On Firm Footing
When Mike and Jane LaMair bought a piece of land in southern Iowa in the late 1990s, Jane half-jokingly said to her husband, “You just like doggy land. How come you never buy good farmland?”
The answer probably lies in the fact that the challenge of restoring the landscape is a lot more fun on the “doggy land.”
Jane passed away in 2016, but the Des Moines-based couple spent a lot of time enjoying and caring for that 475 acres of rolling land in Clarke County.
Over the past 25 years, the LaMairs have constructed ponds, filled in and seeded down gullies that had formed due to erosion and planted native grasses and forbs, creating a foundation for restoration. The property now consists of equal parts mature woodland, hay ground and prairie. The timber contains oak, hickory, walnut, hackberry and cottonwood, the hay ground is being raised organically and the prairie is enrolled in the Conservation Reserve Program (CRP). The stewardship of this place has been a labor of love, born out of an appreciation for the outdoors that Mike inherited from his father.
Mike first began hunting with his father at the age of five. When he was 12, right at the end of World War II, he went on a hunting trip with his father and uncle to Canada. By then he was hooked, and his love of the outdoors has continued ever since.
Mike has been passing that appreciation on to his large — and growing — family. He has seven children, 19 grandchildren and three great-grandchildren. The farm has been a gathering place for the family, perfect for swimming, canoeing, hiking and hunting. Mike still spends a few days a week down on the farm, doing a little more playing than working these days.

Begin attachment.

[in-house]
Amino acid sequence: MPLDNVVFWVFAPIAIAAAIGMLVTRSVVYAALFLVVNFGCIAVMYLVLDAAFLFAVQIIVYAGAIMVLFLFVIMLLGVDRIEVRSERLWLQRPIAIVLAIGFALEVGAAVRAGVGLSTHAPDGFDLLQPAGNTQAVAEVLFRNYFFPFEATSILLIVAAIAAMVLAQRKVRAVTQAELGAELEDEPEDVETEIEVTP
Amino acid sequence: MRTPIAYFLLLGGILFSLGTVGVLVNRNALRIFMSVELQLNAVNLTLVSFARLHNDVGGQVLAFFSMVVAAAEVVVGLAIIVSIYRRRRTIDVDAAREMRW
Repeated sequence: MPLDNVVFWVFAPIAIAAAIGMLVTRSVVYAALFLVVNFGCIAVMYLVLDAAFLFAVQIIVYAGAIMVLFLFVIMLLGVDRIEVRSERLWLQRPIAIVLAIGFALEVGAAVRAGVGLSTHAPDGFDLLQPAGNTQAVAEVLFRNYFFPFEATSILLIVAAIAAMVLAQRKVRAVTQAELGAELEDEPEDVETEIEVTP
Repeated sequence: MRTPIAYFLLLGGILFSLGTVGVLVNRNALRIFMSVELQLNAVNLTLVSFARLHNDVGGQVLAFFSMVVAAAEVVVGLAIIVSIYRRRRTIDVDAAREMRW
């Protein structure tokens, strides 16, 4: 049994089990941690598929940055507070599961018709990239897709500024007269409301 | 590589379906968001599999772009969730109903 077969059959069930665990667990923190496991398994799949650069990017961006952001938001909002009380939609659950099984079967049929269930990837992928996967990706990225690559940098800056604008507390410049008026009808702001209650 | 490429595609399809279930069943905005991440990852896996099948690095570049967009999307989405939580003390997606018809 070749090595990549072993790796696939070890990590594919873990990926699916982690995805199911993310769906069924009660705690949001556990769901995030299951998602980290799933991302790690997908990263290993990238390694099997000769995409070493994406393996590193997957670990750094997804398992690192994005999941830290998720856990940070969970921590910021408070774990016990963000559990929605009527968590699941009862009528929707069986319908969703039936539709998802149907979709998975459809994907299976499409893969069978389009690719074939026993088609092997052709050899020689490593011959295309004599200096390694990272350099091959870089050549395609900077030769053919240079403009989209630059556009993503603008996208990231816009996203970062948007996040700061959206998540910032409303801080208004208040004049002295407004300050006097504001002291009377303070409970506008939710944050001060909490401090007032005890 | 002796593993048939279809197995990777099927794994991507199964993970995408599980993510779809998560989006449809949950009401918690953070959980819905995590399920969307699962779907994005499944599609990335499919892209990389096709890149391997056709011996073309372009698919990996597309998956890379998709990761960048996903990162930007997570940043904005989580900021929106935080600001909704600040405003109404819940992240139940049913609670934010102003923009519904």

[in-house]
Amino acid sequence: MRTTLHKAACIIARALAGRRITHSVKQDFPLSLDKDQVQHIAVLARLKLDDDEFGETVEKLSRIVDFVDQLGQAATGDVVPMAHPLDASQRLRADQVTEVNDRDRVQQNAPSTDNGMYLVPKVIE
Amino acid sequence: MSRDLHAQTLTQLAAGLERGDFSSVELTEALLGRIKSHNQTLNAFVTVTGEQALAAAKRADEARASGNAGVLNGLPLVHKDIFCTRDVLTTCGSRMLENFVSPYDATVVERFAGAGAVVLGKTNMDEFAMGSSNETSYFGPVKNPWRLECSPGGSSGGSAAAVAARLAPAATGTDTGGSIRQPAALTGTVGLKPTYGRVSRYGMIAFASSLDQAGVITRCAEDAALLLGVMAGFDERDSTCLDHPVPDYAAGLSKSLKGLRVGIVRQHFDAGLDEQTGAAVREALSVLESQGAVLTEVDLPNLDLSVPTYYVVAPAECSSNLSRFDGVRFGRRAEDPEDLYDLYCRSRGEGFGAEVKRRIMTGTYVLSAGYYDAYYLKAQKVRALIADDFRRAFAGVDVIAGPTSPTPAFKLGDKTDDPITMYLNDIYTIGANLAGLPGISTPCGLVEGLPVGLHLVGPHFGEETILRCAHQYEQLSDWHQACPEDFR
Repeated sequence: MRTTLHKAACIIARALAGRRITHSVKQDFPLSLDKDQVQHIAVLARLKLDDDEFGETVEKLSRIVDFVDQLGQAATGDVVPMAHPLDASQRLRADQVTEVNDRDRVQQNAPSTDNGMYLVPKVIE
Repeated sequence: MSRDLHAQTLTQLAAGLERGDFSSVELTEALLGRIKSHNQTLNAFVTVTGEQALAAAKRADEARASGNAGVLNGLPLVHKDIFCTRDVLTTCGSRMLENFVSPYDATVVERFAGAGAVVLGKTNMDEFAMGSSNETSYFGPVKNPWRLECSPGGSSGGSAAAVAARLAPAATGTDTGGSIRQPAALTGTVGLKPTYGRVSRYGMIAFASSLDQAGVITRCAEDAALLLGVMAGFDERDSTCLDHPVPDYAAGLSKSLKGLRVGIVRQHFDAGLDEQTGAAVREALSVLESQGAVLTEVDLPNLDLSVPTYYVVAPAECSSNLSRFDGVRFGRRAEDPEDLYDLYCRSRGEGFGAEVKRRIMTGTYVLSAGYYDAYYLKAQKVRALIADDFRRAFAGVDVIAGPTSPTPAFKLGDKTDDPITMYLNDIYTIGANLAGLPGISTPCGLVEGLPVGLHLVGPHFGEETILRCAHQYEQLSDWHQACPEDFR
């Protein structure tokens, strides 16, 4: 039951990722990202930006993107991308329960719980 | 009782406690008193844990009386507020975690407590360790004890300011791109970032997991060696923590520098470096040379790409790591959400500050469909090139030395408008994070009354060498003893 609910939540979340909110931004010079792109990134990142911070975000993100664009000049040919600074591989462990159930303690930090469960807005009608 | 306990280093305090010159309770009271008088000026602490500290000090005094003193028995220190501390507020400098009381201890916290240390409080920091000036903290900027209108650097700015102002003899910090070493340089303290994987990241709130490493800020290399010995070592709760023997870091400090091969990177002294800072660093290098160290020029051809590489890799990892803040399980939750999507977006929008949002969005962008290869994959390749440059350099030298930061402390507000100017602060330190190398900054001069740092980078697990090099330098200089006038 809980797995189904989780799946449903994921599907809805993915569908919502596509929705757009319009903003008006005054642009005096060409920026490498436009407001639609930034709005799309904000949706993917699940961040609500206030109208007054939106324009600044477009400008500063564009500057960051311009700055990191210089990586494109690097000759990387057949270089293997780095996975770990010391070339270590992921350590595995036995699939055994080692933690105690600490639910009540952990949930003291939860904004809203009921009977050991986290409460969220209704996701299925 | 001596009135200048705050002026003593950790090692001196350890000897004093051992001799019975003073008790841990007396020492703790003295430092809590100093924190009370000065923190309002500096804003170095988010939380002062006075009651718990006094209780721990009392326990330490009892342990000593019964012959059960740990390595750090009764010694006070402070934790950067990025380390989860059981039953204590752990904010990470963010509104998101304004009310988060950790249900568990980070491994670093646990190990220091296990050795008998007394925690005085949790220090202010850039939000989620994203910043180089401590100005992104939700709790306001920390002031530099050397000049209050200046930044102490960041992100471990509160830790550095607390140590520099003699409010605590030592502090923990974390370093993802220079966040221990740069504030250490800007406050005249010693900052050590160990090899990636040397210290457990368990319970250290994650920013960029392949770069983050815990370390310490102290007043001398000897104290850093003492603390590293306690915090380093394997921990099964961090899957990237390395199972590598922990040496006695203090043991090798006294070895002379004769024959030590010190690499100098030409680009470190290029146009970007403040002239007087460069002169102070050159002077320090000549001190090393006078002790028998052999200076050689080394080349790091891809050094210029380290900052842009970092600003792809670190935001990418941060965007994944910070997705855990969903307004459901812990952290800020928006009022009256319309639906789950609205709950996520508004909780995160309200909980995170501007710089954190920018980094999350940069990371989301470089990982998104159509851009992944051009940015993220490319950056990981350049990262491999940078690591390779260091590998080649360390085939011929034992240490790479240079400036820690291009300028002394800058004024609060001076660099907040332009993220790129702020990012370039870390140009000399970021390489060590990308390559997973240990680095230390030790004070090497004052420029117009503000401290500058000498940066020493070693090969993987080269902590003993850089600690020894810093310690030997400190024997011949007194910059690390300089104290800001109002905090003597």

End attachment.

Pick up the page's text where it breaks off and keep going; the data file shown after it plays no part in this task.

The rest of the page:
In 2020, Mike decided to permanently protect this special place by donating a conservation easement to Iowa Natural Heritage Foundation (INHF). The easement allows the land to remain in private ownership while protecting the conservation features of the land, which INHF will monitor on a yearly basis. The agreement ensures that this place will forever be a haven for wildlife and help to protect the water quality of nearby Squaw Creek. It will also allow for continued sustainable grazing and haying, and help buffer the adjacent 40-acre Green Pine Wildlife Area, and nearby 704-acre Heritage Hills Wildlife Management Area addition that INHF helped protect in 2018.
“The LaMairs have done an excellent job of stewarding this land and we’re excited to partner with them to make sure it is permanently protected,” said Erin Van Waus, INHF conservation easement director. “Not only does this ensure the wildlife habitat will always be there, it’s also an important link in the patchwork of protected land in the area.”
This isn’t the first time the LaMairs have used a conservation easement to permanently protect a special place. In 2001, they donated an easement to Polk County Conservation on land near Runnells. Later, they protected family land in Missouri with a conservation easement held by Ozark Regional Land Trust.
“These might not be places that are attractive to development, but you never know what is going to happen in 50 years,” Mike said. “I just always wanted to see it protected.”
The couple’s connection to INHF dates back decades as well. Mike and Jane started supporting INHF in 1983 — four years after the organization was founded — and Mike served on the board of directors from 1994-2014.